You play most of the game with the D-Pad, but you've got to have the stylus handy at all times for the touch play. We would have rather had the whole game just played with the touchpad and D-Pad -- especially since the context-sensitive commands aren't always accurate. If Skye is standing over near the woodpile and I want to talk with her, I've often got to grab her by the hand and pull her away, or else I'll just go staring at the woodpile. The start-and-stop play with the stylus gets annoying quickly, and the developers didn't really set the screen up right to mix the two play styles. You'll quickly give up searching the ground for crabs or shaking the trees for dropped goodies, for instance, because you will tap the screen to make something happen, but you can't go back to the main screen without pressing a button -- even if you just want to move five feet down the beach and check again. We really wanted to explore more of Lost in Blue, to experiment and find our own way of surviving. This really isn't the way the game is played, unfortunately. You have a lot of options, but except for the things that make you sick or work better with something else, most of the stuff you collect work the same as anything else in your pack. Whether you're collecting edible mushrooms, crabs, berries or meat, it's all stat management once you've cooked it up. There's not a lot of interesting stuff to pick up, despite a complete tool building set-up to make needed things. Similarly, the dialog tree with Skye, despite there being different endings depending on how you two get along, don't allow a lot of flexibility. After a month of gametime being on the island together, we felt mean and wanted to yell at her for taking so long cooking and eating (why there isn't a quick-skip for this sequences, we have no clue), but she was always just so danged cheery no matter what dialog option we chose.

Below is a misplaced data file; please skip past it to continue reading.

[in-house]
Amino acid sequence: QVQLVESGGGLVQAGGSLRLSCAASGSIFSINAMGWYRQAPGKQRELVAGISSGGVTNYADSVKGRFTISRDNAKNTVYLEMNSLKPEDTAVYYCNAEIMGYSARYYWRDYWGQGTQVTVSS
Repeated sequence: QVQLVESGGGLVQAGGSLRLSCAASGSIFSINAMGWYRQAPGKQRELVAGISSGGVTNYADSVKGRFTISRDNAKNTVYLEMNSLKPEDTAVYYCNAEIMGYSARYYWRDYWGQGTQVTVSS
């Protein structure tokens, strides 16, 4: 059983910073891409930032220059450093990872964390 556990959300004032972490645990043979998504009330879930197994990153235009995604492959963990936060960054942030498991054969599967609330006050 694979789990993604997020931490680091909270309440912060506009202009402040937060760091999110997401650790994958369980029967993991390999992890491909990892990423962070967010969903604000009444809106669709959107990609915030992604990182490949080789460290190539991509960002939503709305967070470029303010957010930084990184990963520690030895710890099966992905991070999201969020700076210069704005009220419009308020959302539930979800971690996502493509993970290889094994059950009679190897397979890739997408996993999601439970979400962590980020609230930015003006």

Your stay on the island does come with a view to enjoy. Every further venture deeper into the island unveils new places to take in, and after days of staring at the same lake bottom and woodland spread, breaking out to find something new is refreshing and rewarding thanks to the game's attractive island world. The game's 3D world engine doesn't push Lost in Blue beyond what a 2D game could have just as easily done -- this island was carved at 45 degree and right angles -- but the range of areas and the simple effects used to bring them to life are enough to get you through while you work to be rescued. Some sparse slowdown when both characters were on screen together didn't really affect the pace of the already slow play. The sound quality is a little disappointing with its simple music and few voice-overs from the characters, but you'll be spending most of your time listening to the sounds of the ocean and the winds through the grass, and the stereo effects work well in the relative quiet.
©2005, IGN Entertainment, Inc. All Rights Reserved